A comprehensive XR ecosystem, when paired with developments in big data and artificial intelligence, could create information-rich virtual landscapes where professionals can interact with each other and the data in new and exciting ways.

Is a VR future close at hand for risk departments?

Mr Culp admits that most of the ideas he suggests exist only on paper, yet we’re already beginning to see how VR and AR could support risk identification.

Last month, PwC’s disruption consulting team unveiled a new VR tool that helps clients explore technology challenges to their business, including megadrones, synthetic biology, robotics and other innovations.

The experience allows participants to navigate a virtual city with 20 potential disruptions. Users must first identify the risks and then rate the impact on their business.

Jeremy Dalton, VR lead at PwC, said XR solutions have moved far beyond gaming applications in recent years.

“VR is a unique medium to tell the story of disruption, allowing our clients to experience the potential impact first-hand and bring their challenges to life in a much more immersive way,” he stated.

“It enables far more meaningful conversations about the risks faced by each organisation as a result.”

Tackling the risks that XR technologies pose

The future may look bright for XR, but organisations must also prepare for the potential downsides, the most pressing of which are safety and security risks.

Cyber security will likely become a major concern. Many VR and AR tools use sensor data, which could be hacked and manipulated, either for monetary gain or to hurt people. For example, compromising the output of an AR system could trick users into believing a computer-generated image is real, with fatal consequences.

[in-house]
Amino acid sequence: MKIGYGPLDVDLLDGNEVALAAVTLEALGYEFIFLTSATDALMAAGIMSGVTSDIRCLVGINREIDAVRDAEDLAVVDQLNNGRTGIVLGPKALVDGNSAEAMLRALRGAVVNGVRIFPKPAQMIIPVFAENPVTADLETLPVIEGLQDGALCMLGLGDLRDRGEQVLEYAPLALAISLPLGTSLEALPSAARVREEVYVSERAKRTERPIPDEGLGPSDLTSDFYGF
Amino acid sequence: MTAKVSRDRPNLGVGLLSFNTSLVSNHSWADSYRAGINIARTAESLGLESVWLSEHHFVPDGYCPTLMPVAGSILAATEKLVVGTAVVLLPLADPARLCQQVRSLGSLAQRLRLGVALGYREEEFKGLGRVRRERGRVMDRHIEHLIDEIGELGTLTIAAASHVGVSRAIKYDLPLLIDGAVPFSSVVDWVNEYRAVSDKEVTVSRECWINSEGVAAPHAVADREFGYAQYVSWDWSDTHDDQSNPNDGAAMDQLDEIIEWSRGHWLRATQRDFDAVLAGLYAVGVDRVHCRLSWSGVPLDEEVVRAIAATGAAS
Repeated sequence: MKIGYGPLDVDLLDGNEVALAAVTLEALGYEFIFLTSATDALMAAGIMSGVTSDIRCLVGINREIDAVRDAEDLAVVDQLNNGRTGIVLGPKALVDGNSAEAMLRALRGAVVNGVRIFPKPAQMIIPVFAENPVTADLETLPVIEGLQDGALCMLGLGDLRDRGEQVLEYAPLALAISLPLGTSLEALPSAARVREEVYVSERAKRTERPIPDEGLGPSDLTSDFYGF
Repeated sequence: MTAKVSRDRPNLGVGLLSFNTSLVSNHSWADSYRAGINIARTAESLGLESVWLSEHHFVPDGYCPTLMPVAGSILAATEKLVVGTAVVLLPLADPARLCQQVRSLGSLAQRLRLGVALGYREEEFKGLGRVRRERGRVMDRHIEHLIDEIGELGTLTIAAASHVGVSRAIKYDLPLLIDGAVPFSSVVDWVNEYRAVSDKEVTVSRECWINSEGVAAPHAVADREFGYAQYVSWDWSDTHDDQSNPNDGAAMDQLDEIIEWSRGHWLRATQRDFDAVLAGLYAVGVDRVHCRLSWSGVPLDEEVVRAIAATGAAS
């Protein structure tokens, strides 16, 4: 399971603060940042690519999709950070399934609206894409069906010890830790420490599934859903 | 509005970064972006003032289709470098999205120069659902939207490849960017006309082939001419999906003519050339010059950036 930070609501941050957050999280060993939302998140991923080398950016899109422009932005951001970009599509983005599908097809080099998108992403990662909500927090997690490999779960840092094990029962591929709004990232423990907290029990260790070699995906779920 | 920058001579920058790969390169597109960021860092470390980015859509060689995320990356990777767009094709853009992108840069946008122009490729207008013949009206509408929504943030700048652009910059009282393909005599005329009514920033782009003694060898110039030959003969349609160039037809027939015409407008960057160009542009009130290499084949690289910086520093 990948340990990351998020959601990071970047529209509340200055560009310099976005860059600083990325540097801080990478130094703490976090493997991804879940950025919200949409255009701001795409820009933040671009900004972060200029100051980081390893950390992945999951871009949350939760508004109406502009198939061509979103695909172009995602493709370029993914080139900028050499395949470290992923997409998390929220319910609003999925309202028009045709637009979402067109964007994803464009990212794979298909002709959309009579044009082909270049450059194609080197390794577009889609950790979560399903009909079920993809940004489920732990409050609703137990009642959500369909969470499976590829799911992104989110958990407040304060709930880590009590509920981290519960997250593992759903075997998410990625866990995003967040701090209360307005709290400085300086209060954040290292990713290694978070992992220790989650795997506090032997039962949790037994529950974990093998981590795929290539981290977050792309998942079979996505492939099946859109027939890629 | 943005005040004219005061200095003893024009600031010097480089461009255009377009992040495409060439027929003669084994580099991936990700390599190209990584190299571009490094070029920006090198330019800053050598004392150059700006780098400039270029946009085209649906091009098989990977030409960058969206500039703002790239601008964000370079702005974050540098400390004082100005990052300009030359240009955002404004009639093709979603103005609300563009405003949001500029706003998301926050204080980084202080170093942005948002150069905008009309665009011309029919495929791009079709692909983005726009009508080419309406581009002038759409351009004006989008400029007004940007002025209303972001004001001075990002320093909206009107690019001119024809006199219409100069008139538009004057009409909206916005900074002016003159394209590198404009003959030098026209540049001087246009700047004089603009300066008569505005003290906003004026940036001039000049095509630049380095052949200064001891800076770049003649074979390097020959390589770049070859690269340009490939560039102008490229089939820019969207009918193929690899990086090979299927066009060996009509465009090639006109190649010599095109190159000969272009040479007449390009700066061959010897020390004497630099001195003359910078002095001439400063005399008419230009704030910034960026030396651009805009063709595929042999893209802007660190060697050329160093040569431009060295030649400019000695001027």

On a more practical level, user distraction could cause accidents. You’ll no doubt have seen someone with their head down, oblivious to their surroundings because they are engrossed in their smartphones. Imagine this scenario with fully immersive 3D virtual environments and real-world overlays – the dangers are obvious.

What makes VR and AR risks even more problematic is that cyber security skills are already in short supply in the UK, which means the talent pool of candidates with XR technology experience is shallow.

A recent (ISC)2 report predicted there would be 1.8 million cyber security jobs unfilled across the globe by 2022. Will organisations have access to people with the appropriate skills to handle XR-related risks?

The bottom line

As VR and AR progress gains momentum, we expect a growing number of organisations to seek corporate governance professionals with a working knowledge of these and other cutting-edge technologies.

Truly immersive XR risk-based tools are likely some way off in the future, but businesses may want to ensure their departments are well versed on the opportunities and challenges that virtual environments could bring.

Emerging technologies can have a significant impact on risk management recruitment, so feel free to contact me on 0207 936 2601 or via email at ob@barclaysimpson.com to discuss your current and future needs.

Our Market Reports combine our review of the prevailing conditions in the risk management recruitment market with the results of our latest employer survey.

Image credit: fizkes via iStock